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Chicago Tribune editorial board likens foul on Caitlin Clark to an 'assault'
Photo by Brian Spurlock/Icon Sportswire via Getty Images

Chicago Tribune editorial board likens foul on Caitlin Clark to an 'assault'

The outlet said the WNBA is afraid of being called racist if it protects Clark from egregious fouls.

The Chicago Tribune editorial board said that if a recent foul on WNBA star Caitlin Clark was not in the context of a basketball game, it could be considered an assault.

The strange statement followed a shift in discussions surrounding the Indiana Fever player, which have quickly transitioned from her fellow players complaining that their chartered flights are not big enough, to discussions on whether or not the constant on-court abuse of the league's golden goose is warranted.

A shove heard around the world saw Clark on the receiving end of a bodycheck from Chicago Sky player Chennedy Carter. Not only was the foul before the ball was inbounded, Carter appeared to say something along the lines of "yo, bitch!" as she approached Clark.

The Chicago Tribune editorial board published a piece on the incident, which was later increased to a flagrant foul, promoting the idea that it would have been "seen as an assault" if it were "outside of a sporting contest."

'Beside three point shooting what does she bring to the table man?'

The opinion piece also defended Clark from any notion that she has benefitted from having "pretty privilege," being white, or being straight; ideas brought forth from Sunny Hostin, a host on "The View."

Teammate Angel Reese, who was seen joyfully supporting the foul in question, was fined $1,000 by the WNBA for refusing to answer reporter questions after the game.

The team itself was fined $5,000 for violating media availability rules.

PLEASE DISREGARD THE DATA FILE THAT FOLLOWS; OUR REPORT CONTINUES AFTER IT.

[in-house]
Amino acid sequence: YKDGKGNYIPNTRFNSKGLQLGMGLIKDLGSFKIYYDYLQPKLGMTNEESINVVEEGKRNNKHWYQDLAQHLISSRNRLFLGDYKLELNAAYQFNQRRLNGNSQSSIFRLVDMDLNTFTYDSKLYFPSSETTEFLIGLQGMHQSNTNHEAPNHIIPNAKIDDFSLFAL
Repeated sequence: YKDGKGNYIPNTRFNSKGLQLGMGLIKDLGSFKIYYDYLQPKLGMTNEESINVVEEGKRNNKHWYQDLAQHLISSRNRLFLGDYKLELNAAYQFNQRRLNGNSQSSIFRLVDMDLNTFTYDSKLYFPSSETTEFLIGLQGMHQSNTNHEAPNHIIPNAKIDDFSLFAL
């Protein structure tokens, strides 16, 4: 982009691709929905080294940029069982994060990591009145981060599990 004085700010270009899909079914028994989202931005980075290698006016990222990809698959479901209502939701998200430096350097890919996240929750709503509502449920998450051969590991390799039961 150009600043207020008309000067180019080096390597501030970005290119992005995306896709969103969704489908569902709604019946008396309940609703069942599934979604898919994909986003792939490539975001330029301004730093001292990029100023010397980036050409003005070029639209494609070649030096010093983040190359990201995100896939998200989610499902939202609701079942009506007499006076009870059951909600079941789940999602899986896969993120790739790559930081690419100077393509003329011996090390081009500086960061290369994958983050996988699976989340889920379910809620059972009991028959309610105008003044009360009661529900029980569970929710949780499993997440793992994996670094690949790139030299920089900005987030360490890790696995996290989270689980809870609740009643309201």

Carter, on the other hand, spoke to reporters but did not answer questions about Clark and instead took her reactions to her X account.

"Beside three point shooting what does she bring to the table man," Carter wrote, according to Fox News. Following a subsequent practice, she told reporters that she's "smiling," not complaining, and didn't regret her actions on the court.

Some have jumped to the defense of WNBA players, saying that Clark in her own right has not been the cleanest player in her short career.

The mixed bag of whether or not the league is being too soft or if Clark's teammates need to defend her lets the offending WNBA players off the hook. For the first time ever, the WNBA is on the front of websites and sports pages, talked about on the top podcasts and shows, and has a household name for the first time in decades. And it's all because of one woman.

The sentiment has not been echoed throughout the WNBA, and it has taken personalities like NBA legend Charles Barkley to inject common sense:

"You women out there, y'all petty, man! Hey, LeBron, you are 100% right on these girls hatin' on Caitlin Clark. Y'all petty girls! I expect men to be petty 'cause we're the most insecure group in the world. Y'all should be thanking that girl for gettin' y'all ass private charters, all the money and visibility she's bringing to the WNBA. Don't be petty like dudes!"

While the Chicago Tribune believes the WNBA is afraid of being called racist if it protects Caitlin Clark, the more likely scenario is that players will simply lose their access to endorsements, sponsorships, and chartered flights if they continue the off- and on-court abuse of the person who brought them their most-watched game in a quarter of a century.

It will be difficult to blame racism for not having a Nike shoe if Clark is no longer in the league.

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Andrew Chapados

Andrew Chapados

Andrew Chapados is a writer focusing on sports, culture, entertainment, gaming, and U.S. politics. The podcaster and former radio-broadcaster also served in the Canadian Armed Forces, which he confirms actually does exist.
@andrewsaystv →